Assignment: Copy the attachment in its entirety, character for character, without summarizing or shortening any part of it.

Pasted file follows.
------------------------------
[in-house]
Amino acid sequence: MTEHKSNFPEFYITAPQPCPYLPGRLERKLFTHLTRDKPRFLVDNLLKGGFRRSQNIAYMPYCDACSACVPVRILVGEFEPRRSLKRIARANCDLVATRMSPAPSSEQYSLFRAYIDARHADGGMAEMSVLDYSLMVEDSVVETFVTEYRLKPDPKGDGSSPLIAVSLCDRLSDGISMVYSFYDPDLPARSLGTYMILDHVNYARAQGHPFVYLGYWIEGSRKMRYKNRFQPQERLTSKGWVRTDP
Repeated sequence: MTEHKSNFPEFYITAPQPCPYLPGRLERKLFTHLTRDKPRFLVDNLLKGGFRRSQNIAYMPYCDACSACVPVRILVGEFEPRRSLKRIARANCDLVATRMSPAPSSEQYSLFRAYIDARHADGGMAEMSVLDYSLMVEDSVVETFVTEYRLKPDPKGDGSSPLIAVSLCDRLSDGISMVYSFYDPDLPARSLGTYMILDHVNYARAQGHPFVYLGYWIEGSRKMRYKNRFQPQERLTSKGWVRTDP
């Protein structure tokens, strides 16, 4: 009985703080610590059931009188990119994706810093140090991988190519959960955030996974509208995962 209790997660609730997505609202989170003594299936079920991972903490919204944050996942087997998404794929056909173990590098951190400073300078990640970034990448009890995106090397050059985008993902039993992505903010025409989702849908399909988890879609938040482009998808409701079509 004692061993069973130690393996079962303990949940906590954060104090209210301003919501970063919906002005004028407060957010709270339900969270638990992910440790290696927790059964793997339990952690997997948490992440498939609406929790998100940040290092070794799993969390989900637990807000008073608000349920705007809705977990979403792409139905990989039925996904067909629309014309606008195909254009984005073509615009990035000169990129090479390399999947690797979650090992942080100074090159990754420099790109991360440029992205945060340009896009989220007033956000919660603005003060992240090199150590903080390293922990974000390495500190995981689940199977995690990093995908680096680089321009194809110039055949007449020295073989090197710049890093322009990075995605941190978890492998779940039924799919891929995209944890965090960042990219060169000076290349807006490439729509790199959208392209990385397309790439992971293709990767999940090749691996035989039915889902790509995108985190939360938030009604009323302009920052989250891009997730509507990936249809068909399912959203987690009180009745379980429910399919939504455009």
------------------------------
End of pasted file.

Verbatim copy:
[in-house]
Amino acid sequence: MTEHKSNFPEFYITAPQPCPYLPGRLERKLFTHLTRDKPRFLVDNLLKGGFRRSQNIAYMPYCDACSACVPVRILVGEFEPRRSLKRIARANCDLVATRMSPAPSSEQYSLFRAYIDARHADGGMAEMSVLDYSLMVEDSVVETFVTEYRLKPDPKGDGSSPLIAVSLCDRLSDGISMVYSFYDPDLPARSLGTYMILDHVNYARAQGHPFVYLGYWIEGSRKMRYKNRFQPQERLTSKGWVRTDP
Repeated sequence: MTEHKSNFPEFYITAPQPCPYLPGRLERKLFTHLTRDKPRFLVDNLLKGGFRRSQNIAYMPYCDACSACVPVRILVGEFEPRRSLKRIARANCDLVATRMSPAPSSEQYSLFRAYIDARHADGGMAEMSVLDYSLMVEDSVVETFVTEYRLKPDPKGDGSSPLIAVSLCDRLSDGISMVYSFYDPDLPARSLGTYMILDHVNYARAQGHPFVYLGYWIEGSRKMRYKNRFQPQERLTSKGWVRTDP
């Protein structure tokens, strides 16, 4: 009985703080610590059931009188990119994706810093140090991988190519959960955030996974509208995962 209790997660609730997505609202989170003594299936079920991972903490919204944050996942087997998404794929056909173990590098951190400073300078990640970034990448009890995106090397050059985008993902039993992505903010025409989702849908399909988890879609938040482009998808409701079509 004692061993069973130690393996079962303990949940906590954060104090209210301003919501970063919906002005004028407060957010709270339900969270638990992910440790290696927790059964793997339990952690997997948490992440498939609406929790998100940040290092070794799993969390989900637990807000008073608000349920705007809705977990979403792409139905990989039925996904067909629309014309606008195909254009984005073509615009990035000169990129090479390399999947690797979650090992942080100074090159990754420099790109991360440029992205945060340009896009989220007033956000919660603005003060992240090199150590903080390293922990974000390495500190995981689940199977995690990093995908680096680089321009194809110039055949007449020295073989090197710049890093322009990075995605941190978890492998779940039924799919891929995209944890965090960042990219060169000076290349807006490439729509790199959208392209990385397309790439992971293709990767999940090749691996035989039915889902790509995108985190939360938030009604009323302009920052989250891009997730509507990936249809068909399912959203987690009180009745379980429910399919939504455009």